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Surfside land swap for Florida condo collapse site rejected

SURFSIDE, Fla. (AP) — Commissioners in Surfside, Florida, have rejected a proposal to trade public beachfront to the eventual buyer of the condominium collapse site so that a memorial to the 98 victims could be built there.
The decision followed an emotional meeting Tuesday as family members of those who died in the June 24 collapse of the Champlain Towers South and town residents packed the commission chambers, the Miami Herald reported. They had to set up an overflow room to accommodate the crowd.
After about an hour of public comment, commissioners told the victims’ families that they wouldn’t consider a proposal to tear down Surfside’s community center and build a new one, along with a memorial, at the collapse site. They also said they would not put such a land swap before voters in a referendum.
“My heart breaks for you because I know this is something that you were getting your hopes up about,” Mayor Charles Burkett, who was the lone supporter of the proposal, said. “I hope you will not give up hope.”
Commissioners Salzhauer and Nelly Velasquez had appealed to opponents of the idea to speak up.
“This is the moment we come together as a community to defend our community center and all town-owned properties,” Velasquez wrote on social media. Salzhauer wrote separately that the town “will NOT allow this tragedy to be exploited for profit and become the undoing or Surfside’s priceless community center and our residents’ quality of life.”
Deliberations were interrupted at times by upset family members, the newspaper reported. One man yelled “Let the people vote!” A woman pressed Salzhauer on her recent comments, saying: “You called us delusional.”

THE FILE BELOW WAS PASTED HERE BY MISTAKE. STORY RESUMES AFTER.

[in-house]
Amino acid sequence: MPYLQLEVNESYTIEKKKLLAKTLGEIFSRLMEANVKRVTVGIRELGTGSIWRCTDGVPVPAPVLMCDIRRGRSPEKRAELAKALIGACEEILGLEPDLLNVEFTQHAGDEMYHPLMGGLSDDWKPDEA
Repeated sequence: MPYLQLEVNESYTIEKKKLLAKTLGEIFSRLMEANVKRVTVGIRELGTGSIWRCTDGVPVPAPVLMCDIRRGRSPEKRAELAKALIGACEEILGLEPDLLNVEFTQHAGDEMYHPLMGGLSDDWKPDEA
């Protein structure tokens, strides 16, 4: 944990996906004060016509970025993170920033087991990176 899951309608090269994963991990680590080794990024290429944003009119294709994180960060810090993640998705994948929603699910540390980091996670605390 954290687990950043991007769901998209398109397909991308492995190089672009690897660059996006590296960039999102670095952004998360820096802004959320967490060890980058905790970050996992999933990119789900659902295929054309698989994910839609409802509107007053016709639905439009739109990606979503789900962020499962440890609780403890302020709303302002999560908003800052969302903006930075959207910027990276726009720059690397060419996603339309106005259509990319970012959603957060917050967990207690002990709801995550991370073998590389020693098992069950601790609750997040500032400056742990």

The board agreed to explore ways to build a victims memorial, either on a sliver of land where part of the tower fell, or at another location.
Currently, an offer of $120 million for the Champlain Towers South property is on the table. The swap plan would have allowed the buyer to build a tower instead at the site of Surfside’s 10-year-old community center, which features an oceanfront pool and waterslide and multi-purpose rooms. A new center would be built, along with a memorial, at the disaster site.
Miami-Dade Judge Michael Hanzman, who is overseeing the class-action lawsuit over the collapse, had favored the swap as a way of compensating victims through a property sale while enabling a memorial to be built.
“It shouldn’t be their decision, it should be the residents’ decision,” said David Rodan, whose brother and three cousins died in the collapse. “They’re afraid because they know that the residents want to do the right thing, they want to look back in history and see a memorial where it should be instead of a building.”
Rodan told the Herald that he and his group will continue pushing for a referendum.
“The community wants to see a memorial there and if the land swap is the only option, the community is willing to move their community center five blocks,” Rodan said.
However some residents who oppose the land swap told commissioners they support a memorial site, but not at the expense of the community center.
“I’m in favor of a memorial. I think it’s only right for the victims and their families. I’m not in favor of a land swap,” Surfside resident Paul O’Malley told NBC6.